Garrick is really without peer with the level of bespoke customization the brand offers at its price point. Providing the ability to really express oneself through traditional watchmaking at that price point feels like an increasingly special thing these days. 

Every watch we build is essentially a unique piece. We never ever build two watches quite the same way because of subtle little changes within the spec of each piece – things like the movement being plated differently from watch-to-watch. That makes every Garrick a one-of-one. The goal is to make them as unique as possible without creating a “Frankenwatch” or something ridiculous. 

It’s also really important to me personally that a handmade watch looks handmade. The Regulator looks like a properly engineered, handmade watch and those that know what they’re looking at can see those handmade touches in how the dial is constructed and the small details like that. That’s a big part of why people buy our watches and that’s the difference between us and most of our peer brands. We’re not just bringing dials in from outside manufacturers and assembling a watch. And obviously, we also have our in-house caliber, which features a large balance wheel on the dial side, which is truly unique and means that our aesthetic can’t be copied too closely. I’d also like to mention that when I say “copied,” I don’t mean to sound disrespectful. Every brand will respectfully take design elements from others, and indeed, the S4 was inspired by Breguet and Daniels. The difference is that I wanted to offer this type of watch to collectors at an affordable price point.

When left to their own devices with deep customization, a lot of people tend to come out the other side with something ostensibly pretty terrible. You see it a lot in car culture, where people spec out fantastic cars from heritage brands in really wacky ways. How do you approach guiding clients whose vision might not align with the brand’s identity? 

It can get crazy when clients want something really out there, so we have to speak to the client first before anyone orders a watch. You can’t just order on the website because the sky’s the limit with what we can option into a watch, but we want to make sure the watches are still cohesive and represent our brand well. A lot of our customers are absolutely fanatical about every detail of the watch, so when it comes to bespoke pieces like we make, they can get very passionate about how they spec a watch, but they also tend to change their choices a lot between the time when they order a piece and the time we deliver it. There can be a lot of back-and-forth; it often gets to a point that I have to get on the phone to remind them that the watch they fell in love with that inspired them to order a Garrick wasn’t a “Frankenwatch.” I understand it because they see something new every time we post a watch and because every watch we build is different, it’s easy to get distracted by the impulse to want to cram every exciting new option in – but that usually doesn’t make for a watch that someone’s going to keep and love longterm.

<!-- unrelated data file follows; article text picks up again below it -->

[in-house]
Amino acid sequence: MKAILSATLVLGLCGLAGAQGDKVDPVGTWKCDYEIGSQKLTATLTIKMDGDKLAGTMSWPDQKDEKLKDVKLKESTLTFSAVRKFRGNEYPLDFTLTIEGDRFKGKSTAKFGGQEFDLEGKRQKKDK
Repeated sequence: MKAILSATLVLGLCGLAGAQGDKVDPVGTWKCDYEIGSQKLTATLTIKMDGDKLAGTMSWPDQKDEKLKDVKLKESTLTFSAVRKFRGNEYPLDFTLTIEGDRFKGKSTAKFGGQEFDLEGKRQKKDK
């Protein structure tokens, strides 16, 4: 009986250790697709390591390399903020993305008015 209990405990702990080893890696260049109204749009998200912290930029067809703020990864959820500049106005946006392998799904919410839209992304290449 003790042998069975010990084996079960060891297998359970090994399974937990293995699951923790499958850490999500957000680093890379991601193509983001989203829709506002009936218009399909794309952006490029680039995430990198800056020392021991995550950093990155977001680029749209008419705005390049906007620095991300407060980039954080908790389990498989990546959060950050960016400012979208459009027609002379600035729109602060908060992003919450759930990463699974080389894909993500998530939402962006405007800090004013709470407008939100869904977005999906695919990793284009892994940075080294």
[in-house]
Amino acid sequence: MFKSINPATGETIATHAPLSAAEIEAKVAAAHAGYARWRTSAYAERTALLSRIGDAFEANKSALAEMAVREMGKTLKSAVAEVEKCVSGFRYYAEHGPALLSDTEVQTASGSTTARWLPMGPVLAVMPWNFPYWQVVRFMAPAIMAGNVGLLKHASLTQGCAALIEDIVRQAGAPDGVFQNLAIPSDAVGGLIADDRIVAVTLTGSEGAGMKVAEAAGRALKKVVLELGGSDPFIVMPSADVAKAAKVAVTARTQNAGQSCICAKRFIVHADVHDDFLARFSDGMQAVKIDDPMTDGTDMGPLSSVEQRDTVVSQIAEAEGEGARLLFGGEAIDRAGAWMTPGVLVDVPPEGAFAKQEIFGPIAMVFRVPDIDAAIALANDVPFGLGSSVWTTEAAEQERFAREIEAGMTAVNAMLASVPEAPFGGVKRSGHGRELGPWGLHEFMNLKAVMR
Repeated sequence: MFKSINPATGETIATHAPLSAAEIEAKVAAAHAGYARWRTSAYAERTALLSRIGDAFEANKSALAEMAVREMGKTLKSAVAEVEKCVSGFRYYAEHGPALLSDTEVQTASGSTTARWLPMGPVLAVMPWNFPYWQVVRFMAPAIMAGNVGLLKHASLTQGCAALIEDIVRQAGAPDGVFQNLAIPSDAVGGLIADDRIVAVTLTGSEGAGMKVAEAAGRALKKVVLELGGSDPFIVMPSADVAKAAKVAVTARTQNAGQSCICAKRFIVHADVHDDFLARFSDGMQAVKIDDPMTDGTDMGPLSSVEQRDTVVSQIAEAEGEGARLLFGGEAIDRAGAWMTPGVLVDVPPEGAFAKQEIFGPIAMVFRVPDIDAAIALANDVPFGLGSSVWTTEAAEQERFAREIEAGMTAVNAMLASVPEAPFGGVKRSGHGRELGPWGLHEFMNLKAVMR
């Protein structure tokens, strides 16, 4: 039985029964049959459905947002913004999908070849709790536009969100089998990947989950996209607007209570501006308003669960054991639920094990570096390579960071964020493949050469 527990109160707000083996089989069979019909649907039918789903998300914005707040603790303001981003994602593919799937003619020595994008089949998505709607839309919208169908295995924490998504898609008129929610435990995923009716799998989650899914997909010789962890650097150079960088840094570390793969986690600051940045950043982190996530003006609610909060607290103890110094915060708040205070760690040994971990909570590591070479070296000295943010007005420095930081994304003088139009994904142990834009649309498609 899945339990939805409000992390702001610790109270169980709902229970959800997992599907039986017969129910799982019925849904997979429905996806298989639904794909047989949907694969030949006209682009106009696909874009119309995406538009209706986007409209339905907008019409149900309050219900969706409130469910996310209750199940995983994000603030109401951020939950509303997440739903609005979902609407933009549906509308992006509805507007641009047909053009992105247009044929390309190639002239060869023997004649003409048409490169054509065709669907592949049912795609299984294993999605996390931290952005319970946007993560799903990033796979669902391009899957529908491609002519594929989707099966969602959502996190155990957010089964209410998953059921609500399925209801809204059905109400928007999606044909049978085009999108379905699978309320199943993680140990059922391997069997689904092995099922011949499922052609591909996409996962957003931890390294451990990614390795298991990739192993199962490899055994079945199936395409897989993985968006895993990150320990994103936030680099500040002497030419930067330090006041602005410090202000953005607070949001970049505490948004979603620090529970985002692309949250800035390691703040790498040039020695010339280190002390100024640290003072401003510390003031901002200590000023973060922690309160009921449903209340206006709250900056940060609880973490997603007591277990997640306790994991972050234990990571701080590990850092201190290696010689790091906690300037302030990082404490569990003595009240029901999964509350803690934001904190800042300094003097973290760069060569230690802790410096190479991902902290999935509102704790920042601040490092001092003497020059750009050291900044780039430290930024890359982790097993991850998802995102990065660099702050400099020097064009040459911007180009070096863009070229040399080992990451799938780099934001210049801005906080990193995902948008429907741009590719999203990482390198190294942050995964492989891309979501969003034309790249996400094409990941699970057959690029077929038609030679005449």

For the layman that might not yet appreciate the technical side of watchmaking, could you explain why a niche complication like the deadbeat seconds on the S2 made such waves when it was introduced. What makes it so remarkable to include that on a watch at the S2’s price point?

It’s all about the watchmaking itself. Any time we add more complications to our own movement with that big balance ring, it’s completely unknown territory. We’ve got two in-house calibers: A smaller one, which we use on the S5 model, and our UT-G caliber, which was released in 2017. The UT-G has a large balance rim on the front, and developing a movement with the balance rim on the front is really difficult. If you look at most watches with balance wheels on a movement – or even on a Tourbillon – they’re tiny little things. I always feel like the dial overpowered the balance wheel visually on most of those watches and it always looked off to me. So we wanted a balance rim that filled a lot of the dial to balance it visually. The problem is when you increase the size of anything on a movement, it requires more power because the inertia needed to turn it becomes greater. The amplitude – which is critical to keep the timing accurate – drops down, and you have to make loads of adjustments to accommodate that one little change. It takes months and months and months of work to plan something like that and get it to run properly.